Factors Used to Assess Applications
The equity contributed by the applicant - The BDC requires that the applicant have at least 5% to contribute towards all parts of the project to be financed except funds to be used as operating capital. The Investment Review Committee will assess the amount of cash equity and sweat equity that an applicant is willing to contribute to the project on a case by case basis.
Creditworthiness of the applicant - Since the applications we consider are usually high risk, the character (which includes his/her willingness to honor his/her indebtedness) of the applicant is very important. Each applicant will have their credit history examined to determine their desire to maintain good credit with all creditors.
Ability to repay the loan or capacity to repay - A persons willingness to repay is measured above. The ability to repay is a separate issue. To assess this factor we must look at the income of the applicant and the proposed business to determine if funds are sufficient to repay the amount requested.
Competition - Although the Business Development Center is separate from government, we still use funds given to us by government to provide loans to new and existing businesses. Therefore, we must be careful when assessing the competitive impact, or market disruption, that a new business will have on those that already exist. Competition will also come into play when assessing the company's ability to generate enough revenue to repay the loan.
Viability - Viability is really a combination of all factors together. This factor considers the proposed revenue and expenses of the business and attempts to discern whether the numbers are actually achievable in the business's market area. Financial projections can easily be manipulated to show large profits. Unrealistic projections, however, reflect badly upon management. They are either unable to correctly assess the level of expected business or have a good idea of the expected levels and yet intentionally inflate the figures to increase the chances of success of the loan application.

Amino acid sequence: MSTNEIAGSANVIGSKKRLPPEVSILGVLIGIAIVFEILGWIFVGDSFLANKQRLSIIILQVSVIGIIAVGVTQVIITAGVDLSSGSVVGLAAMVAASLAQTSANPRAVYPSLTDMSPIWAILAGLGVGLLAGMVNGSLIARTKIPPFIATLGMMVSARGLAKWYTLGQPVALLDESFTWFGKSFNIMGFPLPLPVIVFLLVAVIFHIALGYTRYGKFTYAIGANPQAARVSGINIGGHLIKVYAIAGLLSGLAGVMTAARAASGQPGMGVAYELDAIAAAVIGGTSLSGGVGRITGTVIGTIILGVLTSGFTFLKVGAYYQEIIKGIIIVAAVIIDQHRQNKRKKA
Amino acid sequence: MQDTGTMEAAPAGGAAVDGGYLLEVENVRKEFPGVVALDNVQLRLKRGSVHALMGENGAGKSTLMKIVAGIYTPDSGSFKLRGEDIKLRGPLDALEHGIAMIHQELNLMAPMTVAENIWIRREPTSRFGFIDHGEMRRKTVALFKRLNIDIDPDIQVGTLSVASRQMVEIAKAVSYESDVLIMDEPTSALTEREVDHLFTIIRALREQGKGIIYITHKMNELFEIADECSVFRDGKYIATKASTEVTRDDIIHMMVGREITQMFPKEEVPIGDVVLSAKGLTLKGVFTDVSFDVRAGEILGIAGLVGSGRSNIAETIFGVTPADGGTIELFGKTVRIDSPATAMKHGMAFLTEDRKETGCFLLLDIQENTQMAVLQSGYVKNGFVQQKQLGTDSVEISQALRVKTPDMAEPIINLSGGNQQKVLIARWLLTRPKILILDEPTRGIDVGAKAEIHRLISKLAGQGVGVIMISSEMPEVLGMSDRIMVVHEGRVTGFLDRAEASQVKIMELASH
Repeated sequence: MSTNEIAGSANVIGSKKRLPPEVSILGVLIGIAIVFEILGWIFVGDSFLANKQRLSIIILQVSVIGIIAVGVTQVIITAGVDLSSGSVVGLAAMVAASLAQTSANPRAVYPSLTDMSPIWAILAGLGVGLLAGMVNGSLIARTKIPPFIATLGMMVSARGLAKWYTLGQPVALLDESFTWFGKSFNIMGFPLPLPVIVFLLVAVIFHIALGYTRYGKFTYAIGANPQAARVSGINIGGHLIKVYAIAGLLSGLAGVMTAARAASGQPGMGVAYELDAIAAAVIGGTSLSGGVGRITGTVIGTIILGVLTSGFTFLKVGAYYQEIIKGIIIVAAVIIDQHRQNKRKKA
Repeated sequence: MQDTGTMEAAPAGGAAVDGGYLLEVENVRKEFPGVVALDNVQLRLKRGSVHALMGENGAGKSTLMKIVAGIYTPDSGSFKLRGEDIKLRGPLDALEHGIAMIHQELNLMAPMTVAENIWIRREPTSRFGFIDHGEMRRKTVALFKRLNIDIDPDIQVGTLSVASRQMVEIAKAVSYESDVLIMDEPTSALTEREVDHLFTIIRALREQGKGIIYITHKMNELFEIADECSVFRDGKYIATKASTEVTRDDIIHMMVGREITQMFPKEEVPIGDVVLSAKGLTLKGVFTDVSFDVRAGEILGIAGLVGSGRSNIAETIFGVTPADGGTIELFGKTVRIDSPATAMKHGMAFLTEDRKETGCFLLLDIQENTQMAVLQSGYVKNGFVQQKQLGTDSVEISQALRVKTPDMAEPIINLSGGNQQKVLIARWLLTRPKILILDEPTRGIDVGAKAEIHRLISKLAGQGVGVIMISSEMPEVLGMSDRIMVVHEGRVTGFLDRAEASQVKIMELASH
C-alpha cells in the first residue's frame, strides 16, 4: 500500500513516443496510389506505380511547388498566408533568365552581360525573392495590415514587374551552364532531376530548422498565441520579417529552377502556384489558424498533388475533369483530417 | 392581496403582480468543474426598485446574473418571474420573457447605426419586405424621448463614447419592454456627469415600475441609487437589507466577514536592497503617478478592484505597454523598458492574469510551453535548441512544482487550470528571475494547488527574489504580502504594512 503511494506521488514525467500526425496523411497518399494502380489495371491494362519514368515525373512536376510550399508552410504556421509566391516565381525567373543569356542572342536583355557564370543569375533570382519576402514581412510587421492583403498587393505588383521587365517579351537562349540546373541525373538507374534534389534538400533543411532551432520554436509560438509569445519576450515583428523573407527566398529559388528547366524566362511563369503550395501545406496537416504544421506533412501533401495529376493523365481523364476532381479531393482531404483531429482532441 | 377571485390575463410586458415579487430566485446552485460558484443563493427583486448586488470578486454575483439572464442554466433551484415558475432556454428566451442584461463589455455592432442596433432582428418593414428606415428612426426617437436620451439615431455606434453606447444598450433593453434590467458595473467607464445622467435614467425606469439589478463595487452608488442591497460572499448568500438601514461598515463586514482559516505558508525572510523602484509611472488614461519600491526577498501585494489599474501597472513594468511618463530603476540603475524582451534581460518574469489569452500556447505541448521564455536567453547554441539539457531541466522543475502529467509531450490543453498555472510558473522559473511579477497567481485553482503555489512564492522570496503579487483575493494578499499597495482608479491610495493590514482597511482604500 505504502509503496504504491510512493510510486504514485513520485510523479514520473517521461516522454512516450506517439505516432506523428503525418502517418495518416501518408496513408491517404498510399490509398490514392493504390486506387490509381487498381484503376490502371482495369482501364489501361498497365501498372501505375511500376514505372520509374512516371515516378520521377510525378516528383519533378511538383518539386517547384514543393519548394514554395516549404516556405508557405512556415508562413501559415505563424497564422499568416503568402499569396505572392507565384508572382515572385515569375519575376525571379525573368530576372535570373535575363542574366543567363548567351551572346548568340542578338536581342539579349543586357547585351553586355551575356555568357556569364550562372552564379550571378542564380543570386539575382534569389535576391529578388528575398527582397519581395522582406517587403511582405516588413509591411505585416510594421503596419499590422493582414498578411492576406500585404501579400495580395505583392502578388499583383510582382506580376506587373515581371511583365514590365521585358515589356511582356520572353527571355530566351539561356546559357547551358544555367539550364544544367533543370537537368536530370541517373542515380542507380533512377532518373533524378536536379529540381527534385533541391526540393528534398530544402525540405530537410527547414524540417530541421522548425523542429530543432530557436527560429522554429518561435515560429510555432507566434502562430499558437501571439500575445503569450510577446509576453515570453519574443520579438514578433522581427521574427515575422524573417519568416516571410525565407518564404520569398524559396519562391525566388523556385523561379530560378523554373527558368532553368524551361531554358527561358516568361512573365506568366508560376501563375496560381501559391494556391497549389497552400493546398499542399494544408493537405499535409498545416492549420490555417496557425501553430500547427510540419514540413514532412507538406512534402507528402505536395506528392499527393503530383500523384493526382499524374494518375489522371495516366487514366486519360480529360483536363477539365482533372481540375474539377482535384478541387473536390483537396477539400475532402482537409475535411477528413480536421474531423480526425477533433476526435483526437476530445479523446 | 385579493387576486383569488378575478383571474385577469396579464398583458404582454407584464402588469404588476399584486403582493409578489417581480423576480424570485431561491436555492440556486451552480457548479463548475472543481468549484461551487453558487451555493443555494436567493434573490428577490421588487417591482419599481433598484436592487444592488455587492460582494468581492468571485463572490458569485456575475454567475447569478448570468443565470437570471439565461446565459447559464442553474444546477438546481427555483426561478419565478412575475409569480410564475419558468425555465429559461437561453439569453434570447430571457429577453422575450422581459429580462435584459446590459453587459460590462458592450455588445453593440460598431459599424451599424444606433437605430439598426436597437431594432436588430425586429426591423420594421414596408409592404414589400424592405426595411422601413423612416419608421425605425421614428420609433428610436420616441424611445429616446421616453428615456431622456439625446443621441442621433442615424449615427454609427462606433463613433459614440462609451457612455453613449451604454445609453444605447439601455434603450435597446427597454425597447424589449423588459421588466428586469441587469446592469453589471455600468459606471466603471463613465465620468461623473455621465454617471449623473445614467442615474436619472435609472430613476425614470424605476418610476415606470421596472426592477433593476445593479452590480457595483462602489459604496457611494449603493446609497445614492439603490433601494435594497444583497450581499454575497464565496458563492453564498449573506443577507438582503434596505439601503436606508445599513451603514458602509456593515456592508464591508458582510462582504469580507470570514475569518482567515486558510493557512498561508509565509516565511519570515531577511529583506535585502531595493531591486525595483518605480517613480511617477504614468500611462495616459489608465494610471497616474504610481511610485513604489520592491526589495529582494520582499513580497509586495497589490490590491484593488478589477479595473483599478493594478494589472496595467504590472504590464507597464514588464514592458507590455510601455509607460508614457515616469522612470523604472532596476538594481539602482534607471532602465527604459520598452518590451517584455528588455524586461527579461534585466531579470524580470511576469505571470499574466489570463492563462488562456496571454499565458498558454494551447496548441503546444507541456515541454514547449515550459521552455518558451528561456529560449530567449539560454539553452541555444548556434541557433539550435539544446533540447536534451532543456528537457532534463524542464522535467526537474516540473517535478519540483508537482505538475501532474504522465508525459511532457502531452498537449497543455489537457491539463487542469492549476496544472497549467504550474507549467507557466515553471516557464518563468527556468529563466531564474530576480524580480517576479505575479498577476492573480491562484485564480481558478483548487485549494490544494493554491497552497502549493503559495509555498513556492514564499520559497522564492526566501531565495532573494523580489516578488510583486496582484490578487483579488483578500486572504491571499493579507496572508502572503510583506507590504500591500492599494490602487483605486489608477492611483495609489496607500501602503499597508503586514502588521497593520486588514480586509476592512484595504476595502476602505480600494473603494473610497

Collateral - Collateral is simply the items offered as security for the loan. It is used to assist with loan repayment if the client defaults. It can be something owned by the business or by anyone willing to give a personal guarantee to the company borrowing the funds.
Impact on the Community - Competitive impact as mentioned above, is one undesirable effect that new business may have upon the commmunities they provide services to. However, there are many positive effects a business can have as well, such as new jobs, more services in the community, more infrastructure and sometimes even improve the standard of living in the community. All of the anticipated effects upon the community are considered when an application is being assessed.
The Deh Cho Business Development Center (BDC) provides many services to assist businesses to start and / or expand. One of the important aspects of business start-up / expansion is the obtaining of financing to carry out the proposed idea.
The BDC can provide loans of up to $200,000 for a maximum of 10 years. Interest rates range from prime + 3% to prime + 7% depending upon the strength of the business plan / idea and the reliability of the persons involved with the proposed business. Some of the factors used to assess the idea, listed below, are also used to set the interest rate.
In addition to the provision of loans, the staff of the BDC also help prepare applications / proposals / business plans for other funding sources such as Resources, Wildlife & Economic Development, Business Credit Corporation, Aboriginal Business Canada, Federal Business Development Bank, Metis Dene Development Fund, NWT Development Corporation, banks and others.